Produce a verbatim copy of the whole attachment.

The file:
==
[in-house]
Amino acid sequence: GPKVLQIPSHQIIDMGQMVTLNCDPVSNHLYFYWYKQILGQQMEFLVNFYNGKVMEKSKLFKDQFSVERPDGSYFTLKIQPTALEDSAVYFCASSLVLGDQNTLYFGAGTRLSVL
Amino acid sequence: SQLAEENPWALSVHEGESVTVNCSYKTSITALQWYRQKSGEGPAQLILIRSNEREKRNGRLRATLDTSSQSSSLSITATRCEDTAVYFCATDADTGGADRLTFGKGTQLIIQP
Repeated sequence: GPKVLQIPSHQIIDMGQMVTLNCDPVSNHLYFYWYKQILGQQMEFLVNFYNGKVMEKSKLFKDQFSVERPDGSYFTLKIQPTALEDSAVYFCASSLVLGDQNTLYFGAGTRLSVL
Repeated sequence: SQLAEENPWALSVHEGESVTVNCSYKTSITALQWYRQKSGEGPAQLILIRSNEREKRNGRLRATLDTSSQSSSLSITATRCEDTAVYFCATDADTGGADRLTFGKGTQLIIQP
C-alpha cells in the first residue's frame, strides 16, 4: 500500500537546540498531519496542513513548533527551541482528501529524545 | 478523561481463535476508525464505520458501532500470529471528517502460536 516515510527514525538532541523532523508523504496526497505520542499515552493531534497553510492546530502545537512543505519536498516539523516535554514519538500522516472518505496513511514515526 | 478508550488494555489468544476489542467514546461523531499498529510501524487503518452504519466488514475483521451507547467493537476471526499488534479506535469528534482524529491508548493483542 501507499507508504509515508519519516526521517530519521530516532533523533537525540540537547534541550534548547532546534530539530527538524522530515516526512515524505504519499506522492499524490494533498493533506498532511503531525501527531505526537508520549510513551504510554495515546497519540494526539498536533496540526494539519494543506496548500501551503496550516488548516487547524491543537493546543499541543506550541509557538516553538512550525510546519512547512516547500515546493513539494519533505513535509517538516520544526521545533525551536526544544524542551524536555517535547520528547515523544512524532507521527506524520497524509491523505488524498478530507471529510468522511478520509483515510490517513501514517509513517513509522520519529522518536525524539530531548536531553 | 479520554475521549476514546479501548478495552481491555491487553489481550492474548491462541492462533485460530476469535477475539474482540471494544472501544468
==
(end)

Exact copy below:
[in-house]
Amino acid sequence: GPKVLQIPSHQIIDMGQMVTLNCDPVSNHLYFYWYKQILGQQMEFLVNFYNGKVMEKSKLFKDQFSVERPDGSYFTLKIQPTALEDSAVYFCASSLVLGDQNTLYFGAGTRLSVL
Amino acid sequence: SQLAEENPWALSVHEGESVTVNCSYKTSITALQWYRQKSGEGPAQLILIRSNEREKRNGRLRATLDTSSQSSSLSITATRCEDTAVYFCATDADTGGADRLTFGKGTQLIIQP
Repeated sequence: GPKVLQIPSHQIIDMGQMVTLNCDPVSNHLYFYWYKQILGQQMEFLVNFYNGKVMEKSKLFKDQFSVERPDGSYFTLKIQPTALEDSAVYFCASSLVLGDQNTLYFGAGTRLSVL
Repeated sequence: SQLAEENPWALSVHEGESVTVNCSYKTSITALQWYRQKSGEGPAQLILIRSNEREKRNGRLRATLDTSSQSSSLSITATRCEDTAVYFCATDADTGGADRLTFGKGTQLIIQP
C-alpha cells in the first residue's frame, strides 16, 4: 500500500537546540498531519496542513513548533527551541482528501529524545 | 478523561481463535476508525464505520458501532500470529471528517502460536 516515510527514525538532541523532523508523504496526497505520542499515552493531534497553510492546530502545537512543505519536498516539523516535554514519538500522516472518505496513511514515526 | 478508550488494555489468544476489542467514546461523531499498529510501524487503518452504519466488514475483521451507547467493537476471526499488534479506535469528534482524529491508548493483542 501507499507508504509515508519519516526521517530519521530516532533523533537525540540537547534541550534548547532546534530539530527538524522530515516526512515524505504519499506522492499524490494533498493533506498532511503531525501527531505526537508520549510513551504510554495515546497519540494526539498536533496540526494539519494543506496548500501551503496550516488548516487547524491543537493546543499541543506550541509557538516553538512550525510546519512547512516547500515546493513539494519533505513535509517538516520544526521545533525551536526544544524542551524536555517535547520528547515523544512524532507521527506524520497524509491523505488524498478530507471529510468522511478520509483515510490517513501514517509513517513509522520519529522518536525524539530531548536531553 | 479520554475521549476514546479501548478495552481491555491487553489481550492474548491462541492462533485460530476469535477475539474482540471494544472501544468